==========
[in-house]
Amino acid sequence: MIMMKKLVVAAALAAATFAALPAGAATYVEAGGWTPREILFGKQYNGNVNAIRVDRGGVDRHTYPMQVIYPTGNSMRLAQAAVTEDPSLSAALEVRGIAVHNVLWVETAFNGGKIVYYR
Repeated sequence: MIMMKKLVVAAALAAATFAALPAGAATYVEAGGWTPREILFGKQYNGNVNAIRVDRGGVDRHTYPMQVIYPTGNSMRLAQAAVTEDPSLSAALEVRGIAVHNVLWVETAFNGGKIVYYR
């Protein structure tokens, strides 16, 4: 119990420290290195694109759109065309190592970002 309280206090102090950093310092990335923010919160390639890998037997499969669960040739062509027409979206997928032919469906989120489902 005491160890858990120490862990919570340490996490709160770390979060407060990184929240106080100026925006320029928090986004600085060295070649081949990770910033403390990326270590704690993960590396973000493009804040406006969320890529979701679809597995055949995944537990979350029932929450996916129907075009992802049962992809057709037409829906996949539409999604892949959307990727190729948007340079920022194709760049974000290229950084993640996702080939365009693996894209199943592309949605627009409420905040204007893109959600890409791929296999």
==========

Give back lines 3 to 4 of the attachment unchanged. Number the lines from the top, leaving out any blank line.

Repeated sequence: MIMMKKLVVAAALAAATFAALPAGAATYVEAGGWTPREILFGKQYNGNVNAIRVDRGGVDRHTYPMQVIYPTGNSMRLAQAAVTEDPSLSAALEVRGIAVHNVLWVETAFNGGKIVYYR
């Protein structure tokens, strides 16, 4: 119990420290290195694109759109065309190592970002 309280206090102090950093310092990335923010919160390639890998037997499969669960040739062509027409979206997928032919469906989120489902 005491160890858990120490862990919570340490996490709160770390979060407060990184929240106080100026925006320029928090986004600085060295070649081949990770910033403390990326270590704690993960590396973000493009804040406006969320890529979701679809597995055949995944537990979350029932929450996916129907075009992802049962992809057709037409829906996949539409999604892949959307990727190729948007340079920022194709760049974000290229950084993640996702080939365009693996894209199943592309949605627009409420905040204007893109959600890409791929296999």